A tied 68th at the Dubai Desert Classic last month and a tied 43rd at the Genesis Invitational last week suggested Collin Morikawa had gone off the boil a bit and his two-under-par opening round of 70 at the WGC Workday Championship on Thursday didn't do much to dispel the notion but the world number six sprang into life on Friday.
Having been matched at a high of 100.099/1, the pre-event 55.054/1 chance found his mojo on Friday, firing an eight-under-par 64 to move into tied second at halfway, just one behind Brooks Koepka, and he was able to do what so many can't and back up his low round with another on Saturday.
Morikawa lost a bit of focus late on in round three and having been matched at just 1.584/7 when he led by five with six to play, he bogeyed the two par fives and his lead was reduced to two after 54 holes, but he was always in command after that.
Viktor Hovland, who had made a quadruple-bogey eight at the ninth hole on Friday, momentarily got to within one when he made a miraculous birdie at the par five 13th, and he was matched at a low of 4.1, but he bogeyed his next hole and that was the end of that. He eventually finished tied for second alongside Brooks Koepka and Billy Horshel, three behind the ultra-impressive Morikawa who climbs to number four in the world.
Over at the Puerto Rico Open, pre-event 55.054/1 chance, Jhonattan Vegas, started round four brilliantly, birdying four of his first five holes and after a birdie at the 12th, he took a two-shot lead and was matched at a low of 1.618/13 but a bogey followed at the 14th and his birdie four at the par five 18th wasn't enough to hold off a fabulous late rally by pre-event 21.020/1 chance, Branden Grace, who produced this piece of magic at the drivable par four 17th before birdying 18 to win by one.
It was an emotional win for the 32-year-old South African, who lost his father a month ago.
Some weeks are better than others and some weeks are downright horrible. Last week was worse than that.
When I went to bed late after the conclusion of the Genesis Invitational, I had a quick look at the two markets for last week and I was surprised to see Hovland trading at 32.031/1 in the Workday so I took it.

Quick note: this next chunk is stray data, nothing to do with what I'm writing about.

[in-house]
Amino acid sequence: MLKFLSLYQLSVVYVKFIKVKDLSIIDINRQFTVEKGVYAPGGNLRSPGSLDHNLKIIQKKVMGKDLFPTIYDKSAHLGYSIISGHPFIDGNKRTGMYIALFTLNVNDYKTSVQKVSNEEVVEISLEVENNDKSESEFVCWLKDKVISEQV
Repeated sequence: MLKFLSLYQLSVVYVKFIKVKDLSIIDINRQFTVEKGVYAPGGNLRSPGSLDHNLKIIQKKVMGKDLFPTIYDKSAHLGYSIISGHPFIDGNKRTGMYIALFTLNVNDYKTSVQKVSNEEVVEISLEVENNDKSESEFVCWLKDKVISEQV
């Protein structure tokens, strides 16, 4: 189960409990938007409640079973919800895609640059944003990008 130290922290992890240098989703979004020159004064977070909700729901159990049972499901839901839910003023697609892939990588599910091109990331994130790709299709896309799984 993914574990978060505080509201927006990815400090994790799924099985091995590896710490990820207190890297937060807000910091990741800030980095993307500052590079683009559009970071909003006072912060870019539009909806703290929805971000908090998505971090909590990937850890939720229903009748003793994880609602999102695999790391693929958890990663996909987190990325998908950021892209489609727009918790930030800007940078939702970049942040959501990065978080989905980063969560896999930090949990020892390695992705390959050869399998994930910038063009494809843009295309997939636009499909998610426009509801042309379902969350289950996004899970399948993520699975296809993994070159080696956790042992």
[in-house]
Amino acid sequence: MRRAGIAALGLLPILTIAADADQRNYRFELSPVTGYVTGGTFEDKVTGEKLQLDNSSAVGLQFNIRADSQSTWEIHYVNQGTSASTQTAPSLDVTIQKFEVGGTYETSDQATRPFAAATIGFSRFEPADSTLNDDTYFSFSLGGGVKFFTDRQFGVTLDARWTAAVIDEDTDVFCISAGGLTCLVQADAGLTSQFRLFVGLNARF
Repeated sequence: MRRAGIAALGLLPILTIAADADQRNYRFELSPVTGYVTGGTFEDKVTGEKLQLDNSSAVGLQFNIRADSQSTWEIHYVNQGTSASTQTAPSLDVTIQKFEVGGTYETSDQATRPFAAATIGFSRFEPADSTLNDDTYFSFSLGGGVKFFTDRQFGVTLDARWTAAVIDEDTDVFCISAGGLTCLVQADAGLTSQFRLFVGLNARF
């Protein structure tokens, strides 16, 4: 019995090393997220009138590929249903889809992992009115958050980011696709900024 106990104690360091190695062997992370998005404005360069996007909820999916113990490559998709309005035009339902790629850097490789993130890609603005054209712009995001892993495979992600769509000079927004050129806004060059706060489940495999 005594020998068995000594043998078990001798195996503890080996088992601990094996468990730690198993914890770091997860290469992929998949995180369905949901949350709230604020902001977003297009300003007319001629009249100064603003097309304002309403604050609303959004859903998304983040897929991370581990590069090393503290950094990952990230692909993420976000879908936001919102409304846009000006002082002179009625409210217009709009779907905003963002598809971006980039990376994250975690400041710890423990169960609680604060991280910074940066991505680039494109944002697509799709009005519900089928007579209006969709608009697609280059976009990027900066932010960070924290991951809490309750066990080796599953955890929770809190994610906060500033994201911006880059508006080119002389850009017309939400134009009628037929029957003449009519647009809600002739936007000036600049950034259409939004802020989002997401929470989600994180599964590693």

The Puerto Rico Open market had barely opened so I put in a ridiculous back on the only one that really caught my eye - Grace - at a silly price. It was either 110.0109/1 or 120.0119/1 but I knew it wouldn't get matched - it was merely a reminder really. The following day, once I'd had a brief look at the event, I changed it. Upping the stake and reducing the price to 44.043/1.
I'd have taken 40.039/1 but he didn't get close to that and I ended up laying him at 21.020/1, along with almost all the players in the field trading at less than 100.099/1. It's sounds like a strange decision but there was method in the madness...
There had been 12 previous renewals of the Puerto Rico and nine winners had gone off at 100.099/1 or bigger. The aforementioned Hovland won last year's renewal at 18.017/1 and two winners had gone off at 55.054/1 so it's been an outsider's event. I wasn't taking 21.020/1 about someone looking for their first PGA Tour win in five years and the tournament record for longshots prospering was the purpose of the lay book.
What was particularly irritating was that, as detailed in the In-Play Blog, I thought Grace was a fair price at halfway, and again after round three, but once I'd made my bed I pretty much needed to lay in it. If I'd have backed the Grace lay back the law of sod would have dictated that he didn't finish eagle-birdie, someone else I'd layed won and all I'd have effectively done is made a bad job worse.
The combination of Hovland's near miss (and his eight on Friday!) and Grace's win made for a tough evening but I'm far more philosophical this morning. The admittedly crude and basic lay system will pay off at the Puerto Rico Open in the long run but when it doesn't, you have to take it on the chin. The fact it was Grace that won was merely incidental really.
The future's bright?
Golf couldn't be in a better place right now with the likes of Collin Morikawa and Viktor Hovland firmly establishing themselves and it's going to be interesting to see which of the two has the better careers.
This was only Morikawa's third appearance in Florida (his second as a pro) and for a Californian, he putted the Bermuda really well. He ranked second for Putting Average last week and 10th for Strokes Gained Putting and when that happens, he tends to win or go close. Often only average on the greens, Morikawa's putting is just about his only weakness whereas Hovland's Achilles heal is his chipping around the green.
Everyone struggled at times around the Concession Club last week, so hard were the green complexes, but Hovland definitely still has work to do in that department. He ranked a respectable tied 18th for Scrambling (the same as Morikawa) but his brilliant putter often hides how mediocre his chipping can be. It's definitely improving and if he keeps going in that direction, and if Morikawa finds slightly more consistency with the flat-stick, these two look capable of dominating for many years.
The pair are movers in the Betfair Sportsbook's Masters betting - with eight places being paid - Morikawa 23.022/1 and Hovland 34.033/1.
We're back to just one event again this week but fortunately it's another cracker - the Arnold Palmer Invitational - and I'll be back later today or tomorrow morning with the preview.
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